Absence of the ductus venosus (ADV) is a rare vascular anomaly; however, the advent of color Doppler sonography has facilitated detailed analysis of the fetal venous system, and prenatal diagnosis has been described in the recent literature.1-16 The ductus venosus is a short vascular channel with a maximum diameter of 2 mm, which connects the intra-abdominal umbilical vein with the inferior vena cava (IVC). Because of its role as a sphincter in the isthmic portion, the ductus venosus regulates the proportion of umbilical vein return, thus protecting the fetus from excessive placental flow. Congenital absence of this narrow vessel leads to lack of this regulation, and subsequent volume overload can place a substantial burden on fetal myocardial performance with the risk of high-output cardiac failure. If the chronic volume overload is severe, cardiomegaly, polyhydramnios, and fluid accumulation such as pleural effusion, ascites, pericardial effusion, and skin edema may occur. Furthermore, ADV is associated with a high incidence of other anomalies. Because of its high incidence of associated anomalies and hydrops fetalis, fetuses with ADV have a high mortality rate.1-3 The most frequently reported associated anomaly is congenital heart disease. No reports to date have associated ADV with a congenital abdominal wall defect. Here we describe the case of a fetus with omphalocele with extracorporeal liver in association with ADV, which was diagnosed prenatally. The fetus showed polyhydramnios, cardiomegaly, and unilateral pleural effusion as signs of cardiac impairment; however, this condition did not develop throughout the pregnancy, and the neonate survived.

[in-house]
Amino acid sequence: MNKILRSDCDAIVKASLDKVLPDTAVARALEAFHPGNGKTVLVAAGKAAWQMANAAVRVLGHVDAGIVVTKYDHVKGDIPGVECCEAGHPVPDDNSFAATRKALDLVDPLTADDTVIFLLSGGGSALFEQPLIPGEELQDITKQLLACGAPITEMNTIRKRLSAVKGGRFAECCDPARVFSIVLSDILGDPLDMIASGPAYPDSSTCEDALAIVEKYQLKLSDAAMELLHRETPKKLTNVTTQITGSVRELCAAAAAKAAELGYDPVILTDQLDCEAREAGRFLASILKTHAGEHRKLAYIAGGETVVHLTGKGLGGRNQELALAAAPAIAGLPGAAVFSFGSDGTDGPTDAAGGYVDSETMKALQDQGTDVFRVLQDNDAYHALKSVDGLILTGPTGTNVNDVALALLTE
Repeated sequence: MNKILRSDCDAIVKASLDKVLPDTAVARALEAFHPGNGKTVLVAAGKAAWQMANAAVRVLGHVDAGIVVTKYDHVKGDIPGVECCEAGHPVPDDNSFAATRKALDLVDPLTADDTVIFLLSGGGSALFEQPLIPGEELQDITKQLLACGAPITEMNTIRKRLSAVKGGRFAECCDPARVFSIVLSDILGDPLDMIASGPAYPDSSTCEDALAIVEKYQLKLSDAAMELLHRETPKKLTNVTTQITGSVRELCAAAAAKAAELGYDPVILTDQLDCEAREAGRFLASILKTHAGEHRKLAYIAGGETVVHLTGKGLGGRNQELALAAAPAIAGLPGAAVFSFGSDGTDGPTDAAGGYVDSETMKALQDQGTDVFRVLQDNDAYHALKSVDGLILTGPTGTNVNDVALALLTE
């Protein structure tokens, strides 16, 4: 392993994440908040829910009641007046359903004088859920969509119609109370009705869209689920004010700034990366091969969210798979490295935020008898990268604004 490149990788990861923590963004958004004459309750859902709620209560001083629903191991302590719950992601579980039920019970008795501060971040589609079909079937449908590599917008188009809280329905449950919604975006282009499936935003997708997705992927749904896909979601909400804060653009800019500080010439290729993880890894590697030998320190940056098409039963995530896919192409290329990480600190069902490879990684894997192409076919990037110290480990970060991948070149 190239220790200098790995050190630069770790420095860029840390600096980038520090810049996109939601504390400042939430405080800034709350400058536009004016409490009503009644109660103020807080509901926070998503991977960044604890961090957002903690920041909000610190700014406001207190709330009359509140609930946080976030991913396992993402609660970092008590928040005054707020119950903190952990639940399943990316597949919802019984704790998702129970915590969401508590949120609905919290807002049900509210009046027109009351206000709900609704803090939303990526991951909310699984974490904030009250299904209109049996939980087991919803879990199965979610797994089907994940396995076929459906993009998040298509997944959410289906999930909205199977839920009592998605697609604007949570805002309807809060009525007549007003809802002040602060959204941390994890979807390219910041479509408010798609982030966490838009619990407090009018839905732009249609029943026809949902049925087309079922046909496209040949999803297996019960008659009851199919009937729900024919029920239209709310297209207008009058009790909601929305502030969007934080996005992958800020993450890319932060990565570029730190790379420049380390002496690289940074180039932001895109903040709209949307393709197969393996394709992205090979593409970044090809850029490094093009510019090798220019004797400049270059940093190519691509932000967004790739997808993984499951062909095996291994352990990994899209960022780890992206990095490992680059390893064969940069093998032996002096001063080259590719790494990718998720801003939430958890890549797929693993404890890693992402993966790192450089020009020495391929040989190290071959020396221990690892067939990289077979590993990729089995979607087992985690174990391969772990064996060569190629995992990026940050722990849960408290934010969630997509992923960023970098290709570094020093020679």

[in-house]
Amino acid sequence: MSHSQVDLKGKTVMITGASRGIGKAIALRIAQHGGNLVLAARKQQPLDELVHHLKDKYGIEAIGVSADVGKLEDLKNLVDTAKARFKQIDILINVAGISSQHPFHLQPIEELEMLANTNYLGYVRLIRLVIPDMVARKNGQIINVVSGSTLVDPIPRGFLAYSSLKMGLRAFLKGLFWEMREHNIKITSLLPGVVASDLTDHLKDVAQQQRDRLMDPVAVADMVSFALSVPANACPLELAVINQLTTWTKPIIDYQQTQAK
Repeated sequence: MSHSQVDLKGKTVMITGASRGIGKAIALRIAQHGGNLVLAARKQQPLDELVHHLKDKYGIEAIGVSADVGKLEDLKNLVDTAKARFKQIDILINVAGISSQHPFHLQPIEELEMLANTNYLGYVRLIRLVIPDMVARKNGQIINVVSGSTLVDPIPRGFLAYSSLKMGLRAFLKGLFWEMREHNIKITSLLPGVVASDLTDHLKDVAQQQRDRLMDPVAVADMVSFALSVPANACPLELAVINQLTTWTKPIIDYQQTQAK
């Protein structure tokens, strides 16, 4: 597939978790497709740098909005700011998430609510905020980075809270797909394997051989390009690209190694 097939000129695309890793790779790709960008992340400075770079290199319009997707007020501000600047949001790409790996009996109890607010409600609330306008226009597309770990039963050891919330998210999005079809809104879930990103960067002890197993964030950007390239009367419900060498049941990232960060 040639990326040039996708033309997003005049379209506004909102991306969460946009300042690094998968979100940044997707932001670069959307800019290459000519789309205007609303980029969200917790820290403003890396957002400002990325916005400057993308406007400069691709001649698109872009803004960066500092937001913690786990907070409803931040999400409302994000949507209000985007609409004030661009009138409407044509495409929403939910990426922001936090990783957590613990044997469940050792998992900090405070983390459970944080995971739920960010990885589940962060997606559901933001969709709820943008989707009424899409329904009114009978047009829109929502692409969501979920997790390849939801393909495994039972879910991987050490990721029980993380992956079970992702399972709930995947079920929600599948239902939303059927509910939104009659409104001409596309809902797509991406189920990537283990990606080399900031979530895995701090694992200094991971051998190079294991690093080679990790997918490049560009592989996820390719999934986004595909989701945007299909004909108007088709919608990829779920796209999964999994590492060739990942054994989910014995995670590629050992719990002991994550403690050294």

All Science Journal Classification (ASJC) codes
- Radiological and Ultrasound Technology
- Radiology Nuclear Medicine and imaging